**TL;DR**: Dynamic HMC is robust enough and has good diagnostics. You might find an algorithm that outperforms it, but the implementation overhead better be worth it.

I honestly find this a bit weird. The way I see it, algorithms are ways of solving problems. What matters is the problem, not the algorithm. So whenever someone says “HMC >> RWMH” or “Bouncy >> HMC”, my first question is: “for which target(s)?” and the second is “what kind of gains are we talking about?”. As an applied statistician, I care deeply about having something dependable I can write my models in so I can focus on the modelling. I love the fact I can write the model I have in mind in Stan and get posterior expectations in a fast and robust fashion.

So Stan is great because it’s a well-maintained language with a mature implementation of a sampling method (dynamic HMC, dHMC) which is robust enough to work well in many cases. More importantly, perhaps, there are built-in diagnostics that tell you when things go awry.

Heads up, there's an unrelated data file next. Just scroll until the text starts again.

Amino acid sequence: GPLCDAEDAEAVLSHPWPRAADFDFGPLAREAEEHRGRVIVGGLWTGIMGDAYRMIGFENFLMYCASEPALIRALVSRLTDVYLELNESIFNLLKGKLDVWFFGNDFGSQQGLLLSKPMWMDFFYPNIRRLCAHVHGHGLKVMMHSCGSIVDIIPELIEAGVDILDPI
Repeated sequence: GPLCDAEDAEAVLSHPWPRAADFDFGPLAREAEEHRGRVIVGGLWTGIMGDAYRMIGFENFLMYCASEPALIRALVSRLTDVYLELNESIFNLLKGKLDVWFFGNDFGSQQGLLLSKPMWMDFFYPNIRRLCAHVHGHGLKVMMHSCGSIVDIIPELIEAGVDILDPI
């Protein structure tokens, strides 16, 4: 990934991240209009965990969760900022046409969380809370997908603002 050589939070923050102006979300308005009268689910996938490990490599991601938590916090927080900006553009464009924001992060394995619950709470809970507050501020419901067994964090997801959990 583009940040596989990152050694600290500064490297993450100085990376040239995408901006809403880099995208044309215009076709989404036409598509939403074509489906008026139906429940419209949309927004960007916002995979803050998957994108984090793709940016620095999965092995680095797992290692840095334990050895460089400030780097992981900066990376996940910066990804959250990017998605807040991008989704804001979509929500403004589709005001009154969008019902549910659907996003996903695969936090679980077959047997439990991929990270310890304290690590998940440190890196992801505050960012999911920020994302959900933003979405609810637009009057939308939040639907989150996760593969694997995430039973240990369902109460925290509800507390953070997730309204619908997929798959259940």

As regards to dHMC specifically [which I think is really the core of your question], I think the particular implementation in Stan is robust enough to overperform naive Gibbs and MH for most targets people care about, which coupled with the fact it’s easy to use thanks to Stan, make it really attractive as a first-stab at solving a particular sampling problem. The diagnostics, which are not exclusive to Stan and thus should be associated with dHMC, are also a big plus.

There are models which are not very easy to fit with HMC (in Stan), such as those with discrete latent structure, but the silver-lining is that marginalising over the discrete parameters actually leads to more efficient estimators of the other quantities in the model.

One of the things I work on is phylogenetics, where HMC is slowly coming through, but I’m sure other (non-reversible, mainly) algorithms could still provide substantial gains. So, in that realm, HMC could well not be the best choice. If someone comes up with Stan for trees, though, the arguments above might apply.